The Microsoft Threat Protection Intelligence Team and Intel Labs are working together to facilitate the identification of malicious software through Deep Learning. For this, researchers have made use of STAMINA, from the English “Static Malware Analysis Network as an Image”.
The program transforms the binary code of threats into grayscale images, converting, reshaping and resizing each pixel. Each byte receives a value from 0 to 255, indicating the intensity of gray. The file size is then used to determine the scale of the image, which is transformed into a two-dimensional photo.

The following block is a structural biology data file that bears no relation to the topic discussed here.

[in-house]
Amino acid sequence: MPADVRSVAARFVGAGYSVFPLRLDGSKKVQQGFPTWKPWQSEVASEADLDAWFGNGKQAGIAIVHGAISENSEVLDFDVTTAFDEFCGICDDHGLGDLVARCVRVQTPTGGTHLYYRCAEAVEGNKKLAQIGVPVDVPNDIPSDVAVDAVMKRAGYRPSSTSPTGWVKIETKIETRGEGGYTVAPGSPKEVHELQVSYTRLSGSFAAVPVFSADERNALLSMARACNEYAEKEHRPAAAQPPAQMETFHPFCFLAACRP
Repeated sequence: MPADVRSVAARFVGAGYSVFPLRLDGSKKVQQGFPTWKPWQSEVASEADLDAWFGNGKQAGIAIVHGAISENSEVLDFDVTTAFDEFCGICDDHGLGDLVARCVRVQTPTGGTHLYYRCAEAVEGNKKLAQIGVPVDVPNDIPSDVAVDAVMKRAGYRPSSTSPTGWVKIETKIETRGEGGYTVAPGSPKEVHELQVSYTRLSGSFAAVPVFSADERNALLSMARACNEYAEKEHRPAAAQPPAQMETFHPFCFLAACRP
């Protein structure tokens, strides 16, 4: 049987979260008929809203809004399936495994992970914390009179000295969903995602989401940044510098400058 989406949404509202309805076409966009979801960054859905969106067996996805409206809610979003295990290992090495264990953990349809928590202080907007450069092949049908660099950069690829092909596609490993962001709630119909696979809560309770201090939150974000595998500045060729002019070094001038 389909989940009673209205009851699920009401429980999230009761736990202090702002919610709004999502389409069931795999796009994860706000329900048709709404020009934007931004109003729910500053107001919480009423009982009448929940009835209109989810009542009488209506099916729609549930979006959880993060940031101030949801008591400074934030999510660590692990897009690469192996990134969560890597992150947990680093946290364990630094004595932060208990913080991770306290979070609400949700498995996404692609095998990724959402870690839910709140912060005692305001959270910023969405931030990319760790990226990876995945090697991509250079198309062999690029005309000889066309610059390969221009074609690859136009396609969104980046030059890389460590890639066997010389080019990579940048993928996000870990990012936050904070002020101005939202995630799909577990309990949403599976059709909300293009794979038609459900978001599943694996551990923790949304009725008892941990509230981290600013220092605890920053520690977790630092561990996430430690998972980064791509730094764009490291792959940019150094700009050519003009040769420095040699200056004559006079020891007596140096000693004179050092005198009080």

At the current stage, the results are very promising, with an overall accuracy of 99.07% and a false positive index of 2.58%. However, the technique is effective with static analysis, making it necessary to use standard software behavior procedures for more complex threats. Still, the methods can be combined so that antivirus software can achieve an even higher level of protection.
It is worth remembering that Microsoft started testing for the implementation of Edge Chromium as the standard Windows browser, with the novelty initially coming to members of the Insider program. The company also made available to all users of the Office suite on iPadOS today official support for the system’s Split View mode. Meanwhile, Intel has updated the driver for its integrated GPUs in preparation for the major May update of Windows 10.